Mel Gibson stars again in the breakout role that made him an archetypal cinema badass. It’s a surprisingly charismatic performance for a man of such few words. In fact, Max himself has only 16 lines of spoken dialogue in the entire film, and not always particularly memorable ones at that. In one scene the Gyro Captain (Bruce Spence) spills the beans to a skeptical Max about an oil refinery in the middle of the wasteland that’s been pumping large quantities of gas. “Crap!” is Max’s reply (in the original shooting script it was “Balls!”). But the writing works perfectly for the tone and type of character that Miller is going for. Like Clint Eastwood in Sergio Leone’s “Man With No Name” trilogy, Max Rockatansky is the quintessential western hero. Just look at character names in the opening credits; Warrior Woman, Feral Kid, Gyro Captain. These are not real people but character types. We’re not meant to connect with any of them, but rather use them as vessels to enter the world that Miller has created. Max does have a traceable arc over the course of the first two films that is oddly well drawn for a character of this kind, but it’s given away in the first two minutes of opening narration as if Miller is telling us to put aside all notions of traditional storytelling. It’s a simple heroes’ quest, owing more than it’s fair share to the work of Joseph Campbell and in turn George Lucas. There are themes of redemption, community bonding, and warfare but when the engines start reeving, that’s when Miller puts his foot on the accelerator and doesn’t let up.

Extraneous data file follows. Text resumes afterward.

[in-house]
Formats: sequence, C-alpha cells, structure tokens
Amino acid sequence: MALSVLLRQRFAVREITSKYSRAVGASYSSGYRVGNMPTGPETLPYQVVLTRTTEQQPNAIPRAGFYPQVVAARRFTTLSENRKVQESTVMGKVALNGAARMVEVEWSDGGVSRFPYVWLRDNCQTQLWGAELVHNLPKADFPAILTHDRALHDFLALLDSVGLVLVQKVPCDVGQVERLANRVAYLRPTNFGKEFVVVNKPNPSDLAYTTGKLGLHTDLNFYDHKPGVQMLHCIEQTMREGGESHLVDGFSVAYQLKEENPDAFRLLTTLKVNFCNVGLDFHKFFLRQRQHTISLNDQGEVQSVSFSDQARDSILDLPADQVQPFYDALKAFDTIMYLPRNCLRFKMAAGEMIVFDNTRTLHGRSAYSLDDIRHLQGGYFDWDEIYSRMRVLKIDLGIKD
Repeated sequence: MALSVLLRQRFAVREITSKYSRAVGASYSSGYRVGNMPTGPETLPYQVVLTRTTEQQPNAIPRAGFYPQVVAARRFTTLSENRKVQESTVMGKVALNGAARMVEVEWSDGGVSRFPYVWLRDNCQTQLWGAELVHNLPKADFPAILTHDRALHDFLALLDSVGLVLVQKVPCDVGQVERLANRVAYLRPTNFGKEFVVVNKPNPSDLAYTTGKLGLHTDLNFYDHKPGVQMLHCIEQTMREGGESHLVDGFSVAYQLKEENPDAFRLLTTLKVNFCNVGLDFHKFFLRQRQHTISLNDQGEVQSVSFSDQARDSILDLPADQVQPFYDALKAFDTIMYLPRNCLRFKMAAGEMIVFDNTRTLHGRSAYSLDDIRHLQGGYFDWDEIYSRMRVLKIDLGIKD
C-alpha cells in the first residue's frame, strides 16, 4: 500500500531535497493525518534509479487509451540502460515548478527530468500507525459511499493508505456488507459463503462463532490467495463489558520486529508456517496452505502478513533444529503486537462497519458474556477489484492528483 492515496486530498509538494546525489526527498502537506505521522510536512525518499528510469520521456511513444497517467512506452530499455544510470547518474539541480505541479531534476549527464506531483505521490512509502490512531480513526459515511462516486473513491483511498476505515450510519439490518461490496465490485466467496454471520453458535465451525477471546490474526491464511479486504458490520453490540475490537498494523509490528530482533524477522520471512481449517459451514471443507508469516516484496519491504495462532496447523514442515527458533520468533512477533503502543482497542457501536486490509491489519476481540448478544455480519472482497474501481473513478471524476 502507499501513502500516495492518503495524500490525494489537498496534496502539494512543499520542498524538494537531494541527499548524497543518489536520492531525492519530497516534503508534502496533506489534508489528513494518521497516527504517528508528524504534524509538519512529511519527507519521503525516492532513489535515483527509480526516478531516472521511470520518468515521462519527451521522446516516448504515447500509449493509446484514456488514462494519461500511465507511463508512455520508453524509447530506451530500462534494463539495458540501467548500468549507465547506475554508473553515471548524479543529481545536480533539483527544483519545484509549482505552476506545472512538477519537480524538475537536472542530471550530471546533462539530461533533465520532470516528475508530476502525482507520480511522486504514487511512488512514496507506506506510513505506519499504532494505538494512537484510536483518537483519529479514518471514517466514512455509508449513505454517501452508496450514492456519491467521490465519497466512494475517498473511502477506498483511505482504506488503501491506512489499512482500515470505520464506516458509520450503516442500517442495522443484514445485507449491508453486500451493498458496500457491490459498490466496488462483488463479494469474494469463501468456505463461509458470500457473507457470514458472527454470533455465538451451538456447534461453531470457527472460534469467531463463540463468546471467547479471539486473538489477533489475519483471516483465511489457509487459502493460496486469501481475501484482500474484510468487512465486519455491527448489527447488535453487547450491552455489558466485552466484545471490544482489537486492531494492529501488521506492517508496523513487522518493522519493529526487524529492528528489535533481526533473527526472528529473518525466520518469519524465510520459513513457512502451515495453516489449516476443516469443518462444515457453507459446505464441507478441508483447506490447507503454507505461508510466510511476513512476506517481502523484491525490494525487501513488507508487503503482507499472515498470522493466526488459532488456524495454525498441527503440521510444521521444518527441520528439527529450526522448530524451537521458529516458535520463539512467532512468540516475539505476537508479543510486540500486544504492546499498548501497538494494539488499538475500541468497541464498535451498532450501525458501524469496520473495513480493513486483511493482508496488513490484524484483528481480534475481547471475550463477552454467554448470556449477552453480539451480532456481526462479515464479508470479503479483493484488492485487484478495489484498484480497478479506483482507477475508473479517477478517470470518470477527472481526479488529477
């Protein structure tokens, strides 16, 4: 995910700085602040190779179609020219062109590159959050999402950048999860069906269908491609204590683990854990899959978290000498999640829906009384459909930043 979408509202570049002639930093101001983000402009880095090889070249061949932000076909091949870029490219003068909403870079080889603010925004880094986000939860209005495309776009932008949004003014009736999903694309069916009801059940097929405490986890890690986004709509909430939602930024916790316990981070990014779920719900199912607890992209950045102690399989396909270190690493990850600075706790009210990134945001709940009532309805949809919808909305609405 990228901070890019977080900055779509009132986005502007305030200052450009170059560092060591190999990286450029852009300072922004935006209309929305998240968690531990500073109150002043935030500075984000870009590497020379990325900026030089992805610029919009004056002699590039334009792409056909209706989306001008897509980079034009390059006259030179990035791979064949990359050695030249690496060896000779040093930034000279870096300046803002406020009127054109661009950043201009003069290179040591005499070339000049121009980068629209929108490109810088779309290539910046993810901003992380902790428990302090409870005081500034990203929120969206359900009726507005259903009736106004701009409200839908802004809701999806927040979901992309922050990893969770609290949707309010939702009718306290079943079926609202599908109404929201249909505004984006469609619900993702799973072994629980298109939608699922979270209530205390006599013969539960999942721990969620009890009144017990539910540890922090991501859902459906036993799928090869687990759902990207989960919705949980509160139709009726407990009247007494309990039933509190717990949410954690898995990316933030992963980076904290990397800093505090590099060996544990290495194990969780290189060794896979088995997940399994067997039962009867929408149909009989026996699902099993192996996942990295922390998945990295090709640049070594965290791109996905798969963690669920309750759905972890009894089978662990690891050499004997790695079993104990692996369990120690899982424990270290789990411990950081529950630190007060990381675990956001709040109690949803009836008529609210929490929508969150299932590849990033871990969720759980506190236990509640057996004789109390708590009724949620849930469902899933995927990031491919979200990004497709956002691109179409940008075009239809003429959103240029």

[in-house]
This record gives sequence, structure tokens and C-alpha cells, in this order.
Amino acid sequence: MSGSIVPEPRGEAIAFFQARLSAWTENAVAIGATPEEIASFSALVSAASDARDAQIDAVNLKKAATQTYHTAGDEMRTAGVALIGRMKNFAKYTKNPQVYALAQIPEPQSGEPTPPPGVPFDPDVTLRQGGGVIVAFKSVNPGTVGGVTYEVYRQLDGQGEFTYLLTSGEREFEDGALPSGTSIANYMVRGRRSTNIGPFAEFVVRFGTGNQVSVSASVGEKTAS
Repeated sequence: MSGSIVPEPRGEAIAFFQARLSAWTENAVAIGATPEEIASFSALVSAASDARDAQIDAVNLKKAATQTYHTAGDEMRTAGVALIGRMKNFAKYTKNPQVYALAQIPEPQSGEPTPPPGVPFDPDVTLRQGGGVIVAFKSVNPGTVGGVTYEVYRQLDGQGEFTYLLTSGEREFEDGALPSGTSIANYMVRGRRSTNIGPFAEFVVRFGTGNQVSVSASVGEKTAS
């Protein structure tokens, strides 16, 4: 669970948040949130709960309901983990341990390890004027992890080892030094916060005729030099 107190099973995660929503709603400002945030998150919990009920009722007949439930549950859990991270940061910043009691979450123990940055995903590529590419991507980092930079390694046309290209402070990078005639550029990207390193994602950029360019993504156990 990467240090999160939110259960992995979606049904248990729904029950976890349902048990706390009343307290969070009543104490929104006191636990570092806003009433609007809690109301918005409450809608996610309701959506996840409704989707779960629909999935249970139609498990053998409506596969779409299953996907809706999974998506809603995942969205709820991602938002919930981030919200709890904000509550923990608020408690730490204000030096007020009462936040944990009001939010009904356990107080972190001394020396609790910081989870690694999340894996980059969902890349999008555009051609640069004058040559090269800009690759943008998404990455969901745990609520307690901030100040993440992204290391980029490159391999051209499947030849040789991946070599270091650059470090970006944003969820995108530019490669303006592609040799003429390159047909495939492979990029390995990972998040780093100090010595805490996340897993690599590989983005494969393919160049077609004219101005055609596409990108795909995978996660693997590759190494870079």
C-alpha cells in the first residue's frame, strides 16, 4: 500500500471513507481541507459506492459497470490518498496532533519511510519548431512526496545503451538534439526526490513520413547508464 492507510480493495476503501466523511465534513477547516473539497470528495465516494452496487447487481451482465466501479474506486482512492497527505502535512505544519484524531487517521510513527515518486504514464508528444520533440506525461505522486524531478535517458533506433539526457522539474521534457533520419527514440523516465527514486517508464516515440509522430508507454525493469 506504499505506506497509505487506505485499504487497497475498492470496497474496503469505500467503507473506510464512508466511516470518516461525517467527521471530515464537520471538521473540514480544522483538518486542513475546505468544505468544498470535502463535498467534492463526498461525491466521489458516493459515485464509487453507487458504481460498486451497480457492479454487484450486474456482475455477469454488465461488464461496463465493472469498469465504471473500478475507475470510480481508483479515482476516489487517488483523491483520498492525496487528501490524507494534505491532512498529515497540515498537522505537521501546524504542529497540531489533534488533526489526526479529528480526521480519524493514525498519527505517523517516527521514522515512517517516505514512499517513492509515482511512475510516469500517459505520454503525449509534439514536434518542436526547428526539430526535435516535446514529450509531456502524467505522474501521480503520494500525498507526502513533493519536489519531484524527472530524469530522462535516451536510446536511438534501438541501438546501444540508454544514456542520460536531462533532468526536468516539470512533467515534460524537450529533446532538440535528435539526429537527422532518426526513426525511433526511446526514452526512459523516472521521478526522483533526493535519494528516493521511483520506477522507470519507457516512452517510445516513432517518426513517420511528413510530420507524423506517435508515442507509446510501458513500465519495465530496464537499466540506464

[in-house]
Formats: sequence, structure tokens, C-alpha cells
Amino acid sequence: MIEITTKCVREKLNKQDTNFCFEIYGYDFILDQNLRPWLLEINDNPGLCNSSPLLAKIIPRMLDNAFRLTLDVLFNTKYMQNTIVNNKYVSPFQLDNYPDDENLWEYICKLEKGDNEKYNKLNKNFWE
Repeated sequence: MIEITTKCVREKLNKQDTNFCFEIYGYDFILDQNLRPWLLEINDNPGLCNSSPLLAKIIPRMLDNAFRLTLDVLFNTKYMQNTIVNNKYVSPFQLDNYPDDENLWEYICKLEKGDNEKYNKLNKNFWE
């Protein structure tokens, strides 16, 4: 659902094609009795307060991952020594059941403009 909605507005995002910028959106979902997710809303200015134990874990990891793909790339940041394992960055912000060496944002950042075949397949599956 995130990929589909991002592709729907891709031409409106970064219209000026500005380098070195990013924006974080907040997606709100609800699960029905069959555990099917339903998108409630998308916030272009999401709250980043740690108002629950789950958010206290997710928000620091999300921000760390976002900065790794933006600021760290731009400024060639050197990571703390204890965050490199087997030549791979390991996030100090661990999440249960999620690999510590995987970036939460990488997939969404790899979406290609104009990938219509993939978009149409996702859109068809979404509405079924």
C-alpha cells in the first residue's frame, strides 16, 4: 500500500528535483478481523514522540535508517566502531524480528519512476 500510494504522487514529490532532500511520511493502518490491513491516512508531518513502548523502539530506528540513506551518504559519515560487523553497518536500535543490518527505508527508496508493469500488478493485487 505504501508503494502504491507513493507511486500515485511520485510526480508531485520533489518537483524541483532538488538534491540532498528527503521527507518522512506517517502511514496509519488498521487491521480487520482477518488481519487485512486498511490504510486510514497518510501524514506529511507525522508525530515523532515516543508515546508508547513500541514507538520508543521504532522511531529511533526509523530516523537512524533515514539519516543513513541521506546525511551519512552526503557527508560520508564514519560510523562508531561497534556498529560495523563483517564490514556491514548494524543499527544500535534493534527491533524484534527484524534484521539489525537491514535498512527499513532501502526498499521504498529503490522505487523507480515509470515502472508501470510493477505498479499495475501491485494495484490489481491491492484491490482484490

None of this would work without George Miller. Quite possibly the most skilled action filmmaker since… ever? At the very least, Sam Peckinpah. His action is never supplemental. His characters don’t speak much, but that’s because his visuals do all of the talking. There is a rhythm and tempo to his chase scenes that borders on ballet. Even his cutaway shots that last for a fraction of a second contain more film-making panache than what you’ll see in today’s action cinema. Take the Gyro Captain, in his flying contraption, dropping a snake on one of the goons chasing Max. Miller inserts a fantastic shot of the snake’s head in the foreground, in shallow focus, while the action rages on below. Or when the ruthless thug Wez (Vernon Wells) headbutts one of Pappagallo’s men and Miller splices a single white frame in between the action. It’s a minute detail but one that gives the gesture so much more impact. There is also a terrific sequence where Max and the Gyro Captain are up on a cliff and observing the oil refinery below as the Humungus gang wages an attack. A wide shot, the sun slicing the horizon in half, of all of their vehicles driving off with puffs of dust being kicked up from behind belongs in a David Lean film. If you compare one of Miller’s chase scenes to a poorly done one from a lesser film (they’re pretty easy to find, especially nowadays), you’ll have a greater understanding of his craft. Miller knows exactly when and where to cut, and for how long to hold a shot. The renowned climatic chase scene is a tapestry of action that has as much moving parts as a Rube Goldberg contraption. Yet the audience is constantly aware of where everyone is in relation to each other, and in which direction they’re going. The geography of a bad chase scene often results in a sloppy array of cars flying this way and that, going in one direction and then suddenly in another (if you want an example of a lousy chase scene, look no further than the opening of “Quantum of Solace”, where even the editor has no idea what’s happening). But it’s not just about the action. George Miller is also wise in the ways of visual storytelling. Almost all of his world-building takes place in the background, except for a few expositional nuggets that are needed to establish the story, which are given to us in the opening narration. This isn’t one of those fantasy films (*cough*HarryPotter*cough*) that stop to give us a verbal discourse every time a new object or character is introduced into the action. Notice the gun used by the Humungus. Striking in how clean it is and kept preciously in an ornate case. When he fires one of the few bullets at Max you can literally see his hesitation beforehand. Or when one of Pappagallo’s colonists hands Max a bag full of ammunition shells, we don’t need words to understand the gravity of the gesture.